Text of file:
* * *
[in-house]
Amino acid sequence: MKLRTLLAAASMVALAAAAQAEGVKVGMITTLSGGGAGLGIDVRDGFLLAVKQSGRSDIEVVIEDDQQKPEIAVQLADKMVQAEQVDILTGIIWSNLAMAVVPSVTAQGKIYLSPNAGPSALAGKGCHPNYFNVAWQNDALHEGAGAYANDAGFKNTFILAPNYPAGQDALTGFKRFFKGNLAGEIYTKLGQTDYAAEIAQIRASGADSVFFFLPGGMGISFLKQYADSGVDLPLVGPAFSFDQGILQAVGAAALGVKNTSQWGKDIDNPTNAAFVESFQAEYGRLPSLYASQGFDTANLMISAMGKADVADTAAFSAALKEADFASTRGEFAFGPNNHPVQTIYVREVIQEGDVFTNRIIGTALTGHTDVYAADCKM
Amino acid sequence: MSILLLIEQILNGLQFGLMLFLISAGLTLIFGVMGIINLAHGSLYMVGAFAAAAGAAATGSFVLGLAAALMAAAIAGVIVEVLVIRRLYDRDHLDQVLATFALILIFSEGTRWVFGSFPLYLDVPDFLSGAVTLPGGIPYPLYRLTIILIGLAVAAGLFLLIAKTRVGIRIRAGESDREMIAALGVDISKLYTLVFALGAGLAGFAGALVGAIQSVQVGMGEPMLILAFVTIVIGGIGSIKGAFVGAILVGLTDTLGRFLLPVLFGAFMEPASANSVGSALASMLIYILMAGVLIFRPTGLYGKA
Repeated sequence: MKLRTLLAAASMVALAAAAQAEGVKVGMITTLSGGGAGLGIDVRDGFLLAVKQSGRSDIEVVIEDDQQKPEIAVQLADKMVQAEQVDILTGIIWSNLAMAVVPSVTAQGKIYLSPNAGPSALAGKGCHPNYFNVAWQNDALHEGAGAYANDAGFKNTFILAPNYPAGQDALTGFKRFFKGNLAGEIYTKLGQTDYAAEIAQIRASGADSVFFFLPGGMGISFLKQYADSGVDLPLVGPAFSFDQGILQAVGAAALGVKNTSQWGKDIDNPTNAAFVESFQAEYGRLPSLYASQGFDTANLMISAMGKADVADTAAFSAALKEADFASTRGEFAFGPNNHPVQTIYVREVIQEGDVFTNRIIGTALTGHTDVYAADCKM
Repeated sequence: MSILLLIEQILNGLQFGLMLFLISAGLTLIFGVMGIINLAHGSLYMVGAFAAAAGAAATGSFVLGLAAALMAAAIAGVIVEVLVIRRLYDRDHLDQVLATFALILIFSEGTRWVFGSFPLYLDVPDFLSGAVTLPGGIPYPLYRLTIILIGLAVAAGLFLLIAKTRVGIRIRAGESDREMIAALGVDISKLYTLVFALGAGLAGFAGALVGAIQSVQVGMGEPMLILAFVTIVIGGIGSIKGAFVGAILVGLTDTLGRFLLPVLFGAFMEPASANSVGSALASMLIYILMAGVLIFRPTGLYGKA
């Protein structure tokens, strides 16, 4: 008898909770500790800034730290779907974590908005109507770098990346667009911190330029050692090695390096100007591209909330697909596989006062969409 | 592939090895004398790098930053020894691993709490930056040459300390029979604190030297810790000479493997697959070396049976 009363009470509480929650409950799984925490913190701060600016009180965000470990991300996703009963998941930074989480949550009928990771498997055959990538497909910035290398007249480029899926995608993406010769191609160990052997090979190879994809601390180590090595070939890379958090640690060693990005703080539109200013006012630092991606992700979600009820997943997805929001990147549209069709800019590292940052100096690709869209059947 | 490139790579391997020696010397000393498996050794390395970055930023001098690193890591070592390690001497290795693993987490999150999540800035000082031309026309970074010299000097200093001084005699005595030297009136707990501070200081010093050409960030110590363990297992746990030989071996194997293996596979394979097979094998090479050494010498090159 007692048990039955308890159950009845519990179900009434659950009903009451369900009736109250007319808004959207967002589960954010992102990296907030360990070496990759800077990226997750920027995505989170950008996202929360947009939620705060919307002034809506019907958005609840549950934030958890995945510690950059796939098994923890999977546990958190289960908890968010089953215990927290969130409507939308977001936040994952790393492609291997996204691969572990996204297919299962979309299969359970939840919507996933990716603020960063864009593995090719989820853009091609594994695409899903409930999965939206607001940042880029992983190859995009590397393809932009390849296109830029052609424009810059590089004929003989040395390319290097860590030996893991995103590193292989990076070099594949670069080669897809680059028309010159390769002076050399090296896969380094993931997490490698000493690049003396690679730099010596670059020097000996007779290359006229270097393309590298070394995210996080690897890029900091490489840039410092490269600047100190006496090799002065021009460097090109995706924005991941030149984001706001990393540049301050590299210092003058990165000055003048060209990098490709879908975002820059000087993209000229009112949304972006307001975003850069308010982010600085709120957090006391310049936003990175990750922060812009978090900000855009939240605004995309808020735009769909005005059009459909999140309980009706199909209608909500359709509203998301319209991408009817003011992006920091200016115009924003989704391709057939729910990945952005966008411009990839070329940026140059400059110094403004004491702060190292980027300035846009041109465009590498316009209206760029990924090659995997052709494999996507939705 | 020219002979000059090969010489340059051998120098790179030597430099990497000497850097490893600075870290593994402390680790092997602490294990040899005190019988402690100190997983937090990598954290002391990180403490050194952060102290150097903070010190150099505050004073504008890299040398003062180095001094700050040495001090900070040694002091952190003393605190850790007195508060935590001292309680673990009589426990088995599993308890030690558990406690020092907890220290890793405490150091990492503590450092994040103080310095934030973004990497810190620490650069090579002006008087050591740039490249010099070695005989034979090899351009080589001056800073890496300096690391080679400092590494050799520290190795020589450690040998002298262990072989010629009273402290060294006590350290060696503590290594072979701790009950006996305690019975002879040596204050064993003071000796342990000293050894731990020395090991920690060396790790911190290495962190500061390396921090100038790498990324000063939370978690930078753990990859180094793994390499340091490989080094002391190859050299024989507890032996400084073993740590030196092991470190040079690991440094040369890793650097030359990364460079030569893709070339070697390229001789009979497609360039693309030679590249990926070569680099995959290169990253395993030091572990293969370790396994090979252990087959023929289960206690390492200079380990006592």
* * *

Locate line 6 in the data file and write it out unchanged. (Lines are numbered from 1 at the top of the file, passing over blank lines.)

């Protein structure tokens, strides 16, 4: 008898909770500790800034730290779907974590908005109507770098990346667009911190330029050692090695390096100007591209909330697909596989006062969409 | 592939090895004398790098930053020894691993709490930056040459300390029979604190030297810790000479493997697959070396049976 009363009470509480929650409950799984925490913190701060600016009180965000470990991300996703009963998941930074989480949550009928990771498997055959990538497909910035290398007249480029899926995608993406010769191609160990052997090979190879994809601390180590090595070939890379958090640690060693990005703080539109200013006012630092991606992700979600009820997943997805929001990147549209069709800019590292940052100096690709869209059947 | 490139790579391997020696010397000393498996050794390395970055930023001098690193890591070592390690001497290795693993987490999150999540800035000082031309026309970074010299000097200093001084005699005595030297009136707990501070200081010093050409960030110590363990297992746990030989071996194997293996596979394979097979094998090479050494010498090159 007692048990039955308890159950009845519990179900009434659950009903009451369900009736109250007319808004959207967002589960954010992102990296907030360990070496990759800077990226997750920027995505989170950008996202929360947009939620705060919307002034809506019907958005609840549950934030958890995945510690950059796939098994923890999977546990958190289960908890968010089953215990927290969130409507939308977001936040994952790393492609291997996204691969572990996204297919299962979309299969359970939840919507996933990716603020960063864009593995090719989820853009091609594994695409899903409930999965939206607001940042880029992983190859995009590397393809932009390849296109830029052609424009810059590089004929003989040395390319290097860590030996893991995103590193292989990076070099594949670069080669897809680059028309010159390769002076050399090296896969380094993931997490490698000493690049003396690679730099010596670059020097000996007779290359006229270097393309590298070394995210996080690897890029900091490489840039410092490269600047100190006496090799002065021009460097090109995706924005991941030149984001706001990393540049301050590299210092003058990165000055003048060209990098490709879908975002820059000087993209000229009112949304972006307001975003850069308010982010600085709120957090006391310049936003990175990750922060812009978090900000855009939240605004995309808020735009769909005005059009459909999140309980009706199909209608909500359709509203998301319209991408009817003011992006920091200016115009924003989704391709057939729910990945952005966008411009990839070329940026140059400059110094403004004491702060190292980027300035846009041109465009590498316009209206760029990924090659995997052709494999996507939705 | 020219002979000059090969010489340059051998120098790179030597430099990497000497850097490893600075870290593994402390680790092997602490294990040899005190019988402690100190997983937090990598954290002391990180403490050194952060102290150097903070010190150099505050004073504008890299040398003062180095001094700050040495001090900070040694002091952190003393605190850790007195508060935590001292309680673990009589426990088995599993308890030690558990406690020092907890220290890793405490150091990492503590450092994040103080310095934030973004990497810190620490650069090579002006008087050591740039490249010099070695005989034979090899351009080589001056800073890496300096690391080679400092590494050799520290190795020589450690040998002298262990072989010629009273402290060294006590350290060696503590290594072979701790009950006996305690019975002879040596204050064993003071000796342990000293050894731990020395090991920690060396790790911190290495962190500061390396921090100038790498990324000063939370978690930078753990990859180094793994390499340091490989080094002391190859050299024989507890032996400084073993740590030196092991470190040079690991440094040369890793650097030359990364460079030569893709070339070697390229001789009979497609360039693309030679590249990926070569680099995959290169990253395993030091572990293969370790396994090979252990087959023929289960206690390492200079380990006592």